UN Expert: One In Five Malaysian Children Are Stunted

Most are from lower income families.

KUALA LUMPUR, August 23 — One in five Malaysian children under five are stunted, higher than countries with similar gross domestic product (GDP), according to United Nations (UN) human rights expert Philip Alston.

Stunting, one of the key markers of malnutrition, is very likely to be experienced by children born into lower income families. A study in Kelantan found that children in food-insecure households were three times more likely to be stunted.

“The child poverty rate in Malaysia is three times the national poverty rate, yet the government does not appear to have an adequate support system for addressing child poverty.

“Unicef found that the Department of Social Welfare’s Children’s Financial Assistance scheme is particularly inadequate, with coverage declining since 2013 to just 69,000 children in 2019, out of 160,000 below the national poverty line and 1.8 million who would be considered poor under a contextually appropriate poverty line,” said Alston, the UN Special Rapporteur on extreme poverty and human rights, in a report on his mission to Malaysia.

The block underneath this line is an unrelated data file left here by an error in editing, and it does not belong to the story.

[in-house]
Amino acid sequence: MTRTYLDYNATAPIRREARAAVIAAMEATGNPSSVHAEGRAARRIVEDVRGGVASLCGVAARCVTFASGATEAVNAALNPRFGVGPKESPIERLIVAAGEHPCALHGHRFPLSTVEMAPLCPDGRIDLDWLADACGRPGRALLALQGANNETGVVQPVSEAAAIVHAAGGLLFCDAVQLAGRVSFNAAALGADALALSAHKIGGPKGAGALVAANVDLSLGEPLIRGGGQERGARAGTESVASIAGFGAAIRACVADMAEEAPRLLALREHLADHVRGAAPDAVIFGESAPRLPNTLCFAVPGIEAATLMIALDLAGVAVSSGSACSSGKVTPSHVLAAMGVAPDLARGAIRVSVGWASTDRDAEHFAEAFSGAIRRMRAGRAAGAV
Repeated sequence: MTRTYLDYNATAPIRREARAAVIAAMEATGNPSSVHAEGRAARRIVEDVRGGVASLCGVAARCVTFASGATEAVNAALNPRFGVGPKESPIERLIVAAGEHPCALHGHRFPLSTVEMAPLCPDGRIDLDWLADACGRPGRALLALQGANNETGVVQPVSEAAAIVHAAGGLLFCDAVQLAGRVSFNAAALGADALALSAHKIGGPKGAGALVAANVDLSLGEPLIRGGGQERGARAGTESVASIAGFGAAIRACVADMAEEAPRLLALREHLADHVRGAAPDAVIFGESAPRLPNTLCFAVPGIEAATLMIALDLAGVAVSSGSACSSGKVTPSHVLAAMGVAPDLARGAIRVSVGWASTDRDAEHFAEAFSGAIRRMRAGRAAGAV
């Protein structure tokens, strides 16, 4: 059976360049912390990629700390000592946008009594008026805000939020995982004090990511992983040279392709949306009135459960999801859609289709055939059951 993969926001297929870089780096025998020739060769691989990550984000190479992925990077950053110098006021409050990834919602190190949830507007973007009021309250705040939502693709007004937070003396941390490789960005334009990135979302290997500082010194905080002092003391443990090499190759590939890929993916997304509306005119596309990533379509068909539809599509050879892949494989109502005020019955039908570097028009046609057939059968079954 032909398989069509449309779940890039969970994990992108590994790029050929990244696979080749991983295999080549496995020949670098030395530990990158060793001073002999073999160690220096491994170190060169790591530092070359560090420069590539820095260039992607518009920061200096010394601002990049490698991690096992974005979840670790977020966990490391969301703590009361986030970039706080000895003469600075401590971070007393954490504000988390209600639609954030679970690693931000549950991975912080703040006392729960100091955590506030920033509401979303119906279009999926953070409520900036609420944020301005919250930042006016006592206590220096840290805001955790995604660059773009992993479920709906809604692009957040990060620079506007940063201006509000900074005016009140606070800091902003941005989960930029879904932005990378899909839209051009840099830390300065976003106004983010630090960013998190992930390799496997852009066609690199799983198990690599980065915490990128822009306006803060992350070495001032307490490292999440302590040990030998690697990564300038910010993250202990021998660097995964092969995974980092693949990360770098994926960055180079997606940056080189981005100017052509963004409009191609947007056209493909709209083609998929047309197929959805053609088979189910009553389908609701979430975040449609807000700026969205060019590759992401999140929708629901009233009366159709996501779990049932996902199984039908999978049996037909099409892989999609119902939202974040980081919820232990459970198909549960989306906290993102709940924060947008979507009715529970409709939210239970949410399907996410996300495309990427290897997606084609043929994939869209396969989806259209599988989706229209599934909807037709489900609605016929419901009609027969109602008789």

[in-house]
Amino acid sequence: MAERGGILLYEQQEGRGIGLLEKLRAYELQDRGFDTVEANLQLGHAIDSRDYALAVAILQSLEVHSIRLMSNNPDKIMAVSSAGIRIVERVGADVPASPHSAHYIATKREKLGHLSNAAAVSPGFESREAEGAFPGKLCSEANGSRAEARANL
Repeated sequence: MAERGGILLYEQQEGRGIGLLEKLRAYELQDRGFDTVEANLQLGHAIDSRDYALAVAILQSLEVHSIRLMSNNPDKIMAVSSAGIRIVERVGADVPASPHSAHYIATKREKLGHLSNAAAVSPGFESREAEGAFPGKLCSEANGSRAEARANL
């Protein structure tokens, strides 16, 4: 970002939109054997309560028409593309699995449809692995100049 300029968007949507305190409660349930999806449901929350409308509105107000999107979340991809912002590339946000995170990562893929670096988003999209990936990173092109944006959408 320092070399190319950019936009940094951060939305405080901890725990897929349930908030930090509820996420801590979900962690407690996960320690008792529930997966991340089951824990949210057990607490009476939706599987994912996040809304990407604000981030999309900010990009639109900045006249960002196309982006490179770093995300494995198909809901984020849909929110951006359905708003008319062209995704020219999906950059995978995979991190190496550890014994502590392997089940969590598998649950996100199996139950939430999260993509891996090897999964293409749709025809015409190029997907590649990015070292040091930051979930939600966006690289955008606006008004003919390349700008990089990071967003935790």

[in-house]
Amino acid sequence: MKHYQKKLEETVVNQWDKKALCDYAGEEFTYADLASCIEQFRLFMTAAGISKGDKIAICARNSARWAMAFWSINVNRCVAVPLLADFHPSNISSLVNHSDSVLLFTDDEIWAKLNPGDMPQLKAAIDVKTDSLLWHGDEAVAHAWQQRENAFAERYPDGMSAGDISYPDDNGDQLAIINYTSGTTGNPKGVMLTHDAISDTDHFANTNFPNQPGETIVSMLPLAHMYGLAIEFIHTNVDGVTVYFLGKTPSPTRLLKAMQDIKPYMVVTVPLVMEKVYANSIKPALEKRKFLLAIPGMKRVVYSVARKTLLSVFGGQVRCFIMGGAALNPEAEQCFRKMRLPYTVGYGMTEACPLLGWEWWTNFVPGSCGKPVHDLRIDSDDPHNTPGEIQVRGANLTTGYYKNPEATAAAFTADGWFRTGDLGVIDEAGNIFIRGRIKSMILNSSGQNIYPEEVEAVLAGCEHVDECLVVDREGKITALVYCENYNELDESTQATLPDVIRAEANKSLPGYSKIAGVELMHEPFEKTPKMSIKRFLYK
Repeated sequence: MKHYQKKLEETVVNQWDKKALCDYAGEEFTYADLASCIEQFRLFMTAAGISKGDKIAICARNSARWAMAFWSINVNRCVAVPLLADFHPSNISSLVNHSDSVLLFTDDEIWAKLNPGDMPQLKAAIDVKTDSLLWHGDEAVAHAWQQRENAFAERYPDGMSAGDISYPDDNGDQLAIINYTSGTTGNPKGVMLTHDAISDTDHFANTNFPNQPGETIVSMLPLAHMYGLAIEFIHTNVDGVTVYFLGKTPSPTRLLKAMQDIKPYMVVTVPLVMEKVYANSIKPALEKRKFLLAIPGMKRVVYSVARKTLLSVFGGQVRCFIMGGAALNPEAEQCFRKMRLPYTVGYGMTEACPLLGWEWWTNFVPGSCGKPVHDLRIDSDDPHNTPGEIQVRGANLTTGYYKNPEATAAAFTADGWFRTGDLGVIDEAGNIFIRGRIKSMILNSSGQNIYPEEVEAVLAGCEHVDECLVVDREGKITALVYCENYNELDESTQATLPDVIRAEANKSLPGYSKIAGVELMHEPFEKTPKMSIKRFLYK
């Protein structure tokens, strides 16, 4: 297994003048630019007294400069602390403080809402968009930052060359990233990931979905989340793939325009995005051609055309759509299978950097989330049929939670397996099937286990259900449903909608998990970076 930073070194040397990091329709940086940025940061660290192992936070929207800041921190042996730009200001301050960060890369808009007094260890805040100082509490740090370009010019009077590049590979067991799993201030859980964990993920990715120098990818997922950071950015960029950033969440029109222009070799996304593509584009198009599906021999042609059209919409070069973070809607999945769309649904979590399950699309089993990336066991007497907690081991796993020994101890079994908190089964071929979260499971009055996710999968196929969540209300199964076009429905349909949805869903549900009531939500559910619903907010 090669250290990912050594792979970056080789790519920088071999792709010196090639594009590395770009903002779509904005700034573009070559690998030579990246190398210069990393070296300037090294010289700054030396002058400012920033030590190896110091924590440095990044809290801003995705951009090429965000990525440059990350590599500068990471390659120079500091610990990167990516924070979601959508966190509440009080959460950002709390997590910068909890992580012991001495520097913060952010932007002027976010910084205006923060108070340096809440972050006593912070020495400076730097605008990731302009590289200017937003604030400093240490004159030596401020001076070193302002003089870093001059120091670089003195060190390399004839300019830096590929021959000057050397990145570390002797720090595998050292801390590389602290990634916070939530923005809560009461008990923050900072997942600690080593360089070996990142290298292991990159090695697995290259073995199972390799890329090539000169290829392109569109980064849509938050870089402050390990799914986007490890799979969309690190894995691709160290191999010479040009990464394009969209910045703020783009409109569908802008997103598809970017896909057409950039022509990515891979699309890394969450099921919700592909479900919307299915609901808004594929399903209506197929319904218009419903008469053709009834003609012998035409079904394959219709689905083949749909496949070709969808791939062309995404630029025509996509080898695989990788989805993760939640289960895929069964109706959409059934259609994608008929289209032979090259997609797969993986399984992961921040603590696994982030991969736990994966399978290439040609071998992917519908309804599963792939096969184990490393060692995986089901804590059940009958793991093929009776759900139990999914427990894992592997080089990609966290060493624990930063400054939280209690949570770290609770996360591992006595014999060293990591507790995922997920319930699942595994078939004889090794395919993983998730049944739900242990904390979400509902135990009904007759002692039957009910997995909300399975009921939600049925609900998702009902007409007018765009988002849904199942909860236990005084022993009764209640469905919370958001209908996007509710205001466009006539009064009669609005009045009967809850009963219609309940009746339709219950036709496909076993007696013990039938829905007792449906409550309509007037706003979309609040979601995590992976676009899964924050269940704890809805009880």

Related to this is the problem of child marriages. Poverty is a widely recognized driver of child marriage which is used as a coping mechanism for poor families in Malaysia. This in turn has severe implications, including elevated risks of health problems and loss of education.

Malaysia has registered about 15,000 marriages involving children over the past decade, with Muslim girls allowed to marry before age of 16 with permission from a Syariah court judge.

The UN Special Rapporteur traveled to Kuala Lumpur, Selangor, Sarawak, Sabah, and Kelantan during his visit to Malaysia from last August 13 to 23, and met state and federal Government officials, international agencies, civil society, academics, and people affected by poverty in urban and rural areas.

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